One of the main reasons that you need to keep documents is to substantiate your tax return. Federal law requires you to keep records to support items reported on your tax return.
The Tax Code Section 6001 provides that "every person liable for any tax imposed by the Code, or for the collection thereof, must keep such records, render such statements, make such returns, and comply with such rules and regulations as the Secretary may from time to time prescribe. Whenever necessary, the Secretary may require any person, by notice served upon that person or by regulations, to make such returns, render such statements, or keep such records, as the Secretary deems sufficient to show whether or not that person is liable for tax."
Section 1.6001-1 (a) of the Income Tax Regulations generally provides that persons subject to income tax, or required to file a return of information with respect to income, must keep such books or records, including inventories, that are sufficient to establish the amount of gross income, deductions, credits or other matters required to be shown by that person in any return of such tax or information.
Section 1.6001-1 (e) provides that the books or records required by §6001 must be kept available at all times for inspection by authorized Internal Revenue officers or employees, and must be retained so long as the contents thereof may become material in the administration of any internal revenue law.
That's a lot of words - so what does that mean to me?
You are required to maintain a copy of your tax return including all related schedules and attachments. You must also maintain all documents that support EACH calculation on your return. Gathering all the records you need to prepare a tax return can be very tedious, so it is essential that you gather the right information and it is critical that you maintain this information.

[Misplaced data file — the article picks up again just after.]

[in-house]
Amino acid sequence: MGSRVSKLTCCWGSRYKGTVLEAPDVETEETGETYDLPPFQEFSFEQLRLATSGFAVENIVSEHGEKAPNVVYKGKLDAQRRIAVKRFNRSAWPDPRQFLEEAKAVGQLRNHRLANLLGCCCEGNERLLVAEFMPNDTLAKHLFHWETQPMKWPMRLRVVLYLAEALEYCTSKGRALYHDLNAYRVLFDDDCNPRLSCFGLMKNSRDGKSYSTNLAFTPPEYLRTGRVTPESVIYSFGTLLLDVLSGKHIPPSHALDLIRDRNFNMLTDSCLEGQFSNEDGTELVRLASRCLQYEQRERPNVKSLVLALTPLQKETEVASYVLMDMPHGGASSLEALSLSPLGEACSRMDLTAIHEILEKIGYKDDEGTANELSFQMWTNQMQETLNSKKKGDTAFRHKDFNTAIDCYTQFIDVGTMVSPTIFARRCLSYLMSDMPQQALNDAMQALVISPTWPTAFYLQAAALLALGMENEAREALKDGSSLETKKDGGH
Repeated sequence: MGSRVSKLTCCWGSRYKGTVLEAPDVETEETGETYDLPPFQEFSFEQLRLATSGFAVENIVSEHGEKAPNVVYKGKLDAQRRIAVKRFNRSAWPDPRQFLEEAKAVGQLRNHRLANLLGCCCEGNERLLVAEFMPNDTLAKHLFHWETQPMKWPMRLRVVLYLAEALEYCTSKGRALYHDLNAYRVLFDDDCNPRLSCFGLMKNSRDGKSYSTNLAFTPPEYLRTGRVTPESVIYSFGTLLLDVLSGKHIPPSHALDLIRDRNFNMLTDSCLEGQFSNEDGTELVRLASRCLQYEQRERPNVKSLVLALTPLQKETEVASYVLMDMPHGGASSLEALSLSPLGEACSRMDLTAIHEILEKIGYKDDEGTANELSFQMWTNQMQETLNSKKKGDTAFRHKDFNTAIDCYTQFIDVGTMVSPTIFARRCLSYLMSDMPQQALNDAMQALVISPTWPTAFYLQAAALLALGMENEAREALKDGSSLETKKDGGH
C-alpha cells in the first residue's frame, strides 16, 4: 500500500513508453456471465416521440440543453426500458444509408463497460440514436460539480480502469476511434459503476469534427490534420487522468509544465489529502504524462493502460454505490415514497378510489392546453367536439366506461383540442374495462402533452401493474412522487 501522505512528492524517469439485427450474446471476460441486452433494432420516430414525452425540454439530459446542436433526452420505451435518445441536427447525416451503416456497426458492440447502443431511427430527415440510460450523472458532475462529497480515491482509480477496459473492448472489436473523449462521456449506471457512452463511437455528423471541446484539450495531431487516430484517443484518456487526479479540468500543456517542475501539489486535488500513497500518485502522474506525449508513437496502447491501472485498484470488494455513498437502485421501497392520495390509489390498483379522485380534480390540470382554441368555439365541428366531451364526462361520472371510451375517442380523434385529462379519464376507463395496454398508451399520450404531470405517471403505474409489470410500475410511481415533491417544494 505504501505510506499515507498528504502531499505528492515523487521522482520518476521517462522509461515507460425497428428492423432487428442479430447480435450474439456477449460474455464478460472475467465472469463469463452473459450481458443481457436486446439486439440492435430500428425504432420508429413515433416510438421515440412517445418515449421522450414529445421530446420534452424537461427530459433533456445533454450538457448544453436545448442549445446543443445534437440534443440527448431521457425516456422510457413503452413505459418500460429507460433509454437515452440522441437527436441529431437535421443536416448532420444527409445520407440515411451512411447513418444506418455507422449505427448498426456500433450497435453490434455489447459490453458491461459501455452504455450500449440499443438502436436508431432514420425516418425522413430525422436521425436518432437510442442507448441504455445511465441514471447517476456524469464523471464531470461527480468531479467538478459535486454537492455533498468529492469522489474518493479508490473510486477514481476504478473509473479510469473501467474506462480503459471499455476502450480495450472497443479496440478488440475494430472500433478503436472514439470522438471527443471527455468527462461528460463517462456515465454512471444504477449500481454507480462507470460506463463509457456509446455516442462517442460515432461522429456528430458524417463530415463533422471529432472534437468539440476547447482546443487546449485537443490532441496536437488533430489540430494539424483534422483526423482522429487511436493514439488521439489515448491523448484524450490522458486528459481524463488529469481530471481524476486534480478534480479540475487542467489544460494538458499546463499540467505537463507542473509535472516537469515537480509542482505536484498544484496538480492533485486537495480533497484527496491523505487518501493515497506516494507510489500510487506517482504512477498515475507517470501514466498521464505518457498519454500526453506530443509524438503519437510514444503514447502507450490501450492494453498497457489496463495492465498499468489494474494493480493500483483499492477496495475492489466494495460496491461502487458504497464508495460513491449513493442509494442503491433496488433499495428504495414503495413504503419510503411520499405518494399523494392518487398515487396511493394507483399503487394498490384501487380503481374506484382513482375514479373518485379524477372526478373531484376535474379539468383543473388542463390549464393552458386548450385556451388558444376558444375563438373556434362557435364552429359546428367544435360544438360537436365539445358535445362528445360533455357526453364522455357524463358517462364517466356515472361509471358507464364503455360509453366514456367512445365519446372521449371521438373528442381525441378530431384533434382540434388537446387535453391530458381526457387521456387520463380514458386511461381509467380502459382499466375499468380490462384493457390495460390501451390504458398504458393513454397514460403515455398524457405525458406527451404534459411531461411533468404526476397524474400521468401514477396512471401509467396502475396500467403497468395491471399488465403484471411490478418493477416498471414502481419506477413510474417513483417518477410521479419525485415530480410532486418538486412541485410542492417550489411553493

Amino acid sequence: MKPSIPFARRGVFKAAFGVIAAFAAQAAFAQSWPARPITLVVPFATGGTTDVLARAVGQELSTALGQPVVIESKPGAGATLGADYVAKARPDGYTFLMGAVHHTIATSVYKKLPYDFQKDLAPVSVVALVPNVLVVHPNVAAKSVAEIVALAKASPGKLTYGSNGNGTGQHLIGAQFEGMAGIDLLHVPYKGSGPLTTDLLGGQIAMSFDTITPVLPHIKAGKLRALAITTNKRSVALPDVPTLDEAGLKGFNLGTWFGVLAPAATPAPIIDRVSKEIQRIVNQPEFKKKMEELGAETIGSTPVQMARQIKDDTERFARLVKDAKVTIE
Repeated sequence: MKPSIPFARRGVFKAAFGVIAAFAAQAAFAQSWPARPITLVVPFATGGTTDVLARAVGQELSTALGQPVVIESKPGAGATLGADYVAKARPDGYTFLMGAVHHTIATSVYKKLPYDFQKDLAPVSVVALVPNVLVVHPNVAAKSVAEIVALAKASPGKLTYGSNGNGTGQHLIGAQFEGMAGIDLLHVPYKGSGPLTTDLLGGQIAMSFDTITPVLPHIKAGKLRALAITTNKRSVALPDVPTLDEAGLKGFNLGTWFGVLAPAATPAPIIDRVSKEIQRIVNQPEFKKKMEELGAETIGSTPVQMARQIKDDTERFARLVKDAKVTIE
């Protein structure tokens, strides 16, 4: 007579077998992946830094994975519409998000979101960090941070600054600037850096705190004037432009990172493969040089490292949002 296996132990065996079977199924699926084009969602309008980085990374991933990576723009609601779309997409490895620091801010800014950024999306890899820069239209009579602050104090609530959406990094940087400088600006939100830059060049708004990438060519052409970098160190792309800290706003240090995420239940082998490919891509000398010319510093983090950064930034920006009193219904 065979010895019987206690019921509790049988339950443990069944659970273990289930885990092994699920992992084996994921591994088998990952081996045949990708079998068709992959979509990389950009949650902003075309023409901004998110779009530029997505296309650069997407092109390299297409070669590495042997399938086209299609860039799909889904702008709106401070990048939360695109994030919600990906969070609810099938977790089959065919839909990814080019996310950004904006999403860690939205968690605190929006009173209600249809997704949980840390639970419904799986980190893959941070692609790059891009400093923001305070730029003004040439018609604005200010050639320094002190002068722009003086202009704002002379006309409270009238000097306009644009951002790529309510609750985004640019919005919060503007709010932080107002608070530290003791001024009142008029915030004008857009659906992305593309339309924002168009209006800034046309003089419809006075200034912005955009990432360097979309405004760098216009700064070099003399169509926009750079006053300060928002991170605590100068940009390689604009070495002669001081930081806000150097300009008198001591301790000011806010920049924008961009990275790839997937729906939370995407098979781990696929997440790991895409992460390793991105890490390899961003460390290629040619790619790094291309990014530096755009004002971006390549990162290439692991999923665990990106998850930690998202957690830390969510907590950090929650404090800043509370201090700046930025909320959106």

For most people, their most important record of income is their Form W-2 showing wages from employment. You also may have one or more Forms 1099. There is a series 1099 Forms reporting interest, dividends and other types of income, which you should keep along with financial statements from brokerage houses.
Records of your expenses may include bank mortgage statements, real estate taxes, car tab receipts, charitable giving receipts and medical expenses. This also includes documents you have created such as mileage logs for business/medical/volunteer use of a car.
Records to support tax credits or deductions can include Dependent care payment receipts and home energy improvement receipts. If you claim a credit or deduction for college tuition, you will need to keep the 1098-T provided to you by the college as well as proof of payments.
Beginning in 2014, you will also need to keep proof of health insurance for all members of your household. This can include form 1095, health insurance cards and proof of health insurance payments.
Capital gains and losses are recognized when you sell assets. For all assets, you are required to keep records of the asset purchase, any asset improvement and asset disposal or sale. This can include your personal home, rental homes, or stocks and other investments.
If you have a question about your record keeping requirements,
click here to access a detailed list of the personal record keeping requirements on the Resources page of our Website.
Remember if you are ever audited, and you do not have the required documentation, according to the IRS, it did not happen. Deductions can be disallowed and you may end up owing tax with interest and penalties. Also keep in mind that you may be audited years after the event. It is best to gather all of your supporting documents and keep them in one easy to find place yearly as you prepare for your annual tax return.